In Nehemiah 8, the people came expectantly to hear the Word of God read and explained. They gathered as one man, knowing of their individual and collective need to hear from God. The expectation of the people was tied not to Ezra’s ability to teach, but to the book that he held in his hand. They gathered on this day to hear from God—a notion that every believer should remind themselves of on Sunday mornings.

The People Listened Attentively

The ears of the people were attentive to the Book of the Law, as they listened to what God Himself had spoken to them. Pastor Begg urged that listening has much to do hearing sounds but with ‘all the ears of our hearts.’ One’s ability to listen is connected with one’s willingness to know God.

The People Responded Properly

The people of Nehemiah 8 were not only attentive listeners but were also proactive in their response. They lifted their hands, bowed their heads and they worshipped the Lord. They wept because they were broken, and their postures spoke volumes to their response. When the Word of God is heard, the people of God will respond.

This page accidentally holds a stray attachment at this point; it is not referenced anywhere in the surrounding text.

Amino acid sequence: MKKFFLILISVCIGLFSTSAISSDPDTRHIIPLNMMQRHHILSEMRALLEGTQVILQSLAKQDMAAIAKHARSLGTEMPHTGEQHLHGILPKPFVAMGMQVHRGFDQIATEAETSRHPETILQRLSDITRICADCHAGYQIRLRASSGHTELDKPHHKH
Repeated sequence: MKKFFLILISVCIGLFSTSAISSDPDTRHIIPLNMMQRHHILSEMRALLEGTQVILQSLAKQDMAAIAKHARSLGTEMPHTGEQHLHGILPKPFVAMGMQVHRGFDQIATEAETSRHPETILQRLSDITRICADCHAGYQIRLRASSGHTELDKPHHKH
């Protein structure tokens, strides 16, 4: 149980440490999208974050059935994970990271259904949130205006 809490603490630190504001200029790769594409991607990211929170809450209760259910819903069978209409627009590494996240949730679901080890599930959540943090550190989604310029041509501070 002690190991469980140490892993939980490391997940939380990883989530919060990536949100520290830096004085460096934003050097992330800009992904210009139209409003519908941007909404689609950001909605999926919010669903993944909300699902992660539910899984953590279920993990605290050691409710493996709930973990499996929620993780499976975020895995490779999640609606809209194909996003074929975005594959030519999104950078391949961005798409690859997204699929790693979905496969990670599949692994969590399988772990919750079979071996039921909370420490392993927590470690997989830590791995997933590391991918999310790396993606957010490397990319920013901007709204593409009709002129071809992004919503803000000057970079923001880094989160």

The People Departed Joyfully

As the people responded to the Word of God being spoken, they were encouraged as they left. The Levites specifically exhorted them not to be grieved, because the joy of the Lord is their strength. While they initially found themselves weeping, they eventually moved to a place of great rejoicing. Before we can fully embrace all that God’s grace offers, we must first understand how broken we are. The gospel is most glorious when grace is most amplified. This same principle is seen in the people of Nehemiah 8, who are first broken, but ultimately depart joyfully because of God’s great work.

Pastor Begg concluded by drawing the audience’s attention towards the ultimate gathering that unfolds in Revelation 7. As the people gathered in Nehemiah’s day and as churches gather under the Word of God today, they both point to a time when all followers of Jesus will gather as one. But until that day when Jesus speaks face to face, the church is to assemble together under God’s Word. The Word of God is the driving force that shapes local church life, and unless our first desire when we gather is to hear and submit to God’s Word, then we have missed the point of gathering entirely.